SOCI 100B (3 cr): Introduction to Sociology – Social Inequality

Course Outline

*This is a provisional syllabus and is subject to change

Is inequality inevitable? In what ways is society organized to produce or alleviate inequality? Through what processes does inequality persist in Canada today? If you are interested in any of these questions, you will likely get a great deal out of this course.

Drawing upon fundamental sociological principles, this intro course looks at the ways social inequality is created and maintained, focusing upon race, class, and gender. Inequality will also be considered in the context of globalization and human rights. To conclude, we will consider the role of social policy in creating and alleviating inequality, and the potential for individuals and groups to make lasting change.

This 3 credit course has an optional accompanying course. Students may choose to only take one of the courses, or take one and then the other (in any order), or take both (for example, if fulfilling the Soci 100 6 credit requirement for certain programs).

Course topics

Unit 1 – Introduction

Unit 2 – Axes of Inequality

Unit 3 – Processes of Inequality

Introduction

Social Inequality

Crime and Institutionalized Inequality

Globalization

Race, Ethnicity, Ancestry

Processes of Inequality

Multiculturalism

Gender and Sexuality

Inequality and Social Policy

Human Rights and Global Citizenship

Social Class

Is change possible? Social Change and Social Movements

 

Course Evaluation

Discussion Participation 20%
Reading Quizzes (11 X 2%) 22%
Unit Tests (written online; 2 x 10%) 20%
Essay Unit 3) 18%
Final Exam (cumulative) 20%
Total 100%

 

Discussion Participation

Students are expected to participate in weekly discussions with their peers between Wednesday and Sunday of each week. Discussions will vary in size from small groups to the entire cohort and will include discussion, debate and collaboration activities.

Discussion counts toward 20% of your final grade and is evaluated based on the following criteria:

Timeliness

Making regular and consistent posts to weekly discussions 5%

Quality

Engaging with readings and course content using thoughtful, focused and original approaches 5%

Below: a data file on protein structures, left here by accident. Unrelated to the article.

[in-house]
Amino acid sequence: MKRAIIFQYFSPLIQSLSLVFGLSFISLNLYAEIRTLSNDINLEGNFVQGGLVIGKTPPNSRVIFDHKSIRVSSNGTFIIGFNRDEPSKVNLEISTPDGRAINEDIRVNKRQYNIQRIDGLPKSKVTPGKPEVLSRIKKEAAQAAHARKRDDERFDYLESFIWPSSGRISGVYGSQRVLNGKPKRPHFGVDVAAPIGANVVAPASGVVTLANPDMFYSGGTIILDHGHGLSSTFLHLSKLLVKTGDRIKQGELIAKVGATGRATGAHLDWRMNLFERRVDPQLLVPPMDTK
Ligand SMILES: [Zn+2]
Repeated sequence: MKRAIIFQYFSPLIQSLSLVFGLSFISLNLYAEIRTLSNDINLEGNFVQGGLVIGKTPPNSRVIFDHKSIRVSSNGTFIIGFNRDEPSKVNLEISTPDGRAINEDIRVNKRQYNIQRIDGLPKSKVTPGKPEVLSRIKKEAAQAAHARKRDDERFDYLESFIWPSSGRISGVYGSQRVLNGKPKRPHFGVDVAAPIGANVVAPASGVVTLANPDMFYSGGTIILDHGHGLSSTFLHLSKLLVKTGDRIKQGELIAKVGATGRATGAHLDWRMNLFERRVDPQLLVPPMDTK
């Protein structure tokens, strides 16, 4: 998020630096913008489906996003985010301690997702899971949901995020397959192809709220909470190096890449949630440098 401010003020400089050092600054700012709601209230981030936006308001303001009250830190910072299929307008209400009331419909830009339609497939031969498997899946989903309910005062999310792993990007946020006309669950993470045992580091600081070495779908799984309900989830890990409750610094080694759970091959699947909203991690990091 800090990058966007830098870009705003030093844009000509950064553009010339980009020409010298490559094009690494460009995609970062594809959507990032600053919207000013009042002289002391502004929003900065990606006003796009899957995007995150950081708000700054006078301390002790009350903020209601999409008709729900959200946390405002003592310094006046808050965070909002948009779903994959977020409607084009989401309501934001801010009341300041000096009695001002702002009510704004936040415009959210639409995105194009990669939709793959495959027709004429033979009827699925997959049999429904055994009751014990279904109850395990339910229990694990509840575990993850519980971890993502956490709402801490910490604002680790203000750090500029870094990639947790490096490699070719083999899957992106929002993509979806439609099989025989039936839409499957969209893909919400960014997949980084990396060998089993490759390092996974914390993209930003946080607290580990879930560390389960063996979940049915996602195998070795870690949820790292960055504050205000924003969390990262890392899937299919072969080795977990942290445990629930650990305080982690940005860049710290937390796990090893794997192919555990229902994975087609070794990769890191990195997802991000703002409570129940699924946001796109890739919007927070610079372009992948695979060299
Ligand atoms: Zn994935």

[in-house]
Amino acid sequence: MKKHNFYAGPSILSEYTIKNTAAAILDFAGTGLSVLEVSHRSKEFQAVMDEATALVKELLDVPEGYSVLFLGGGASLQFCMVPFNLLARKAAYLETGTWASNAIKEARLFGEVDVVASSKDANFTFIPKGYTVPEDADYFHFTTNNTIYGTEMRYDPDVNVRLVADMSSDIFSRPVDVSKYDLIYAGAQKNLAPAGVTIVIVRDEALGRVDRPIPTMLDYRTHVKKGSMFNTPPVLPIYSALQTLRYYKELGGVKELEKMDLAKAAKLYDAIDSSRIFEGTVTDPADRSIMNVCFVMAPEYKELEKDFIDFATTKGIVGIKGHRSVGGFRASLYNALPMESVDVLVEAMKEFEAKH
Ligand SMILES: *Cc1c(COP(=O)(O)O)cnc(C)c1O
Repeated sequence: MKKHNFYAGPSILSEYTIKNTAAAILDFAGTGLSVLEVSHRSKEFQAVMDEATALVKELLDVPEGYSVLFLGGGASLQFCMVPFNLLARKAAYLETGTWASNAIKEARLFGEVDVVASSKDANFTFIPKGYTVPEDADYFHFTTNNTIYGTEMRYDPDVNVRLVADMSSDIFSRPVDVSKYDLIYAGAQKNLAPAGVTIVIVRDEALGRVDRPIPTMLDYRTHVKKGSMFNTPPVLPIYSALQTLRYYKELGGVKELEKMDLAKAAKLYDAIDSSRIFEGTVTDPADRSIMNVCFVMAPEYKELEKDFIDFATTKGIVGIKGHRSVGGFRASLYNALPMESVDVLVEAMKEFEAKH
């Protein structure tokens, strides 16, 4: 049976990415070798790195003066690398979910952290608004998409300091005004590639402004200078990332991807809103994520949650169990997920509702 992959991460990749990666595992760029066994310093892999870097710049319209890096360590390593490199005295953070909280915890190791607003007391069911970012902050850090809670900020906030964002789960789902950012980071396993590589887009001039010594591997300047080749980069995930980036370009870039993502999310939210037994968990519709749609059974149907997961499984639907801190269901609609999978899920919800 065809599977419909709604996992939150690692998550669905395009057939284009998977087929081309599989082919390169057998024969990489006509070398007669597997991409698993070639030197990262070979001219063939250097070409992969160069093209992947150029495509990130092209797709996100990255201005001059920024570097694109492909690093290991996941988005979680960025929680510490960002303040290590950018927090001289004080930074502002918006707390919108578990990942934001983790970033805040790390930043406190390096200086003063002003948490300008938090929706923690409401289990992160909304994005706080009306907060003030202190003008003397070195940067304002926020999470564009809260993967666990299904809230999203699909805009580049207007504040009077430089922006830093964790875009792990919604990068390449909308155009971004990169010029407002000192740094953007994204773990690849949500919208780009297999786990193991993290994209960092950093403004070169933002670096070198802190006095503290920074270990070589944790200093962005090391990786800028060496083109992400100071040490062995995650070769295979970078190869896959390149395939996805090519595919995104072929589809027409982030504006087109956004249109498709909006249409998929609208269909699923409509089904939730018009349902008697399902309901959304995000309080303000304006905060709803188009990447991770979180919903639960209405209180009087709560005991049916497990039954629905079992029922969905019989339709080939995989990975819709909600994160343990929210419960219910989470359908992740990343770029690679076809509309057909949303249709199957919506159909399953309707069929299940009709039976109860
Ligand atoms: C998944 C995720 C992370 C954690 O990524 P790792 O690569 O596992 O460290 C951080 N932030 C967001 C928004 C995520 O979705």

Responding to peers and their ideas in meaningful ways that contribute to the learning of all students 5%

Discussion reflection assignment

During the last week of the term, students select three of their posts to be used in a discussion reflection assignment. With each post they must include a rationale for why they selected it. One post should represent how much you have learned over the term (for example, reflecting on your post in the first week versus your opinion today). Another post should show how relevant your thinking was to a course concept or reading. The third post should show how you contributed to the learning or engagement of other students. 5%

 

Students will only have access to the weekly discussion question once they have completed the lesson’s reading quiz.

Reading Quizzes

Students are required to complete a weekly reading quiz midway through each lesson. These quizzes last about 15 minutes and are designed to help students reflect upon relevant readings and concepts. Quizzes are composed of both multiple choice and short answer questions and are marked based upon correct answers as well as completion. If you are keeping pace with the course the quizzes should be quite manageable and a good chance to review key material.

Reading quizzes count toward 22% of your final grade (2% for each quiz). Students will still be able to take weekly quizzes after the due date (to unlock the weekly discussion question), but will not receive marks for it.

Self-Reflections

Each week students will have an opportunity to think about course concepts and readings in ways that are relevant to their own lives. Interesting activities and questions will be available for students to work through as they complete each lesson. These reflections are not marked, but are for students’ own critical thought development (not to mention great preparation for the unit test!).

Unit Tests

There will be two unit tests, one at the end of Unit 1 and another at the end of Unit 2. Tests will be composed of multiple choice and short answer questions and will be written online. Each test will be available for a 24 hour period, but note that IT support will only be available between 8:30am and 4:30pm. Once you commence a test you will have approximately 1 hour to complete it. Each term test is worth 10%, for a total of 20% of your final grade.

Essay

Students will submit an independent essay at the end of Unit 3. The essay is worth 18% of your final grade and will allow you to apply a course concept or perspective to a real world issue. For example, students may be asked to apply the Sociological Imagination to a topic of their choice.

Final Exam

The final exam will be similar to the term tests in that it will have multiple choice questions and short answer questions. However, it will also have a short essay question.

It will be written during the exam period at the end of term and will be invigilated on campus or at a remote location. The final exam will count for 20% of your final grade and will cover material from the whole term. To pass this course students must pass the final examination (although professor discretion can be used if there are extenuating circumstances).

Reading Materials

Students will need to purchase a course reading package and the following text from the UBC bookstore:

  • Joel M. Charon Ten Questions: A Sociological Perspective. 8th Ed. Wadsworth Publishing, 2012.

Students will also need access to UBC for online readings.

SOCI100B Textbook Order Form